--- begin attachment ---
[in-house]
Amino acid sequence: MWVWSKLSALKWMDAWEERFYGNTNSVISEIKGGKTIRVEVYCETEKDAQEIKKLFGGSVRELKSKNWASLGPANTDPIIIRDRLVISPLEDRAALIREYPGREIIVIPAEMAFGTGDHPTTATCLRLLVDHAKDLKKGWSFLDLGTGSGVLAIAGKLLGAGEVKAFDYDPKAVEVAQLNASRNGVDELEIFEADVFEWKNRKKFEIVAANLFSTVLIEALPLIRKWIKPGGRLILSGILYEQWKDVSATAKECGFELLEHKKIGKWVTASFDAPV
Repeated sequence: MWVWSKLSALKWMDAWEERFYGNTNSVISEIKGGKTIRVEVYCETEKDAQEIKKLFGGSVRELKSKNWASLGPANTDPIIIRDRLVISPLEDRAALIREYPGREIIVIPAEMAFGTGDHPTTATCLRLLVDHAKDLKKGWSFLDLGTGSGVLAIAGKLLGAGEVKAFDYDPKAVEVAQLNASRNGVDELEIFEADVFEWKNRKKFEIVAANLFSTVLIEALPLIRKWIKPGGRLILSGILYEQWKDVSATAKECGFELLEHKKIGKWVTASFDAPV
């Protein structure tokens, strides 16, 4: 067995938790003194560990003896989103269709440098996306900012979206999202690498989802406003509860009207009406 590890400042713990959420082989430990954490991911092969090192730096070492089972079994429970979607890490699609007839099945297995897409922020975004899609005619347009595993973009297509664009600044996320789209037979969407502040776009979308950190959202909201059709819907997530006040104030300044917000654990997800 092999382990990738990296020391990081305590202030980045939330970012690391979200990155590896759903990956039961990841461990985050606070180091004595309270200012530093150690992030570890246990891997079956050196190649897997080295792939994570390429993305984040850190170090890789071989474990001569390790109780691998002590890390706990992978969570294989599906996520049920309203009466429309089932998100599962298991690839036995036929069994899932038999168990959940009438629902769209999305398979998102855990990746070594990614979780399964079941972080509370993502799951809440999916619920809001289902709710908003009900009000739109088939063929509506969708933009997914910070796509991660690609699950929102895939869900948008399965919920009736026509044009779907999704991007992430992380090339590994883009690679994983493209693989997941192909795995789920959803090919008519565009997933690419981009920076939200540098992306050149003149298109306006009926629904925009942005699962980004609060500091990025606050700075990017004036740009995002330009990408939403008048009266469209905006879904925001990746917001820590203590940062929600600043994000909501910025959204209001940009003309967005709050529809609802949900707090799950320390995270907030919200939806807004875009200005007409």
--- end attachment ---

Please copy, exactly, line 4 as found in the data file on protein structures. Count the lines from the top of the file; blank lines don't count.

């Protein structure tokens, strides 16, 4: 067995938790003194560990003896989103269709440098996306900012979206999202690498989802406003509860009207009406 590890400042713990959420082989430990954490991911092969090192730096070492089972079994429970979607890490699609007839099945297995897409922020975004899609005619347009595993973009297509664009600044996320789209037979969407502040776009979308950190959202909201059709819907997530006040104030300044917000654990997800 092999382990990738990296020391990081305590202030980045939330970012690391979200990155590896759903990956039961990841461990985050606070180091004595309270200012530093150690992030570890246990891997079956050196190649897997080295792939994570390429993305984040850190170090890789071989474990001569390790109780691998002590890390706990992978969570294989599906996520049920309203009466429309089932998100599962298991690839036995036929069994899932038999168990959940009438629902769209999305398979998102855990990746070594990614979780399964079941972080509370993502799951809440999916619920809001289902709710908003009900009000739109088939063929509506969708933009997914910070796509991660690609699950929102895939869900948008399965919920009736026509044009779907999704991007992430992380090339590994883009690679994983493209693989997941192909795995789920959803090919008519565009997933690419981009920076939200540098992306050149003149298109306006009926629904925009942005699962980004609060500091990025606050700075990017004036740009995002330009990408939403008048009266469209905006879904925001990746917001820590203590940062929600600043994000909501910025959204209001940009003309967005709050529809609802949900707090799950320390995270907030919200939806807004875009200005007409």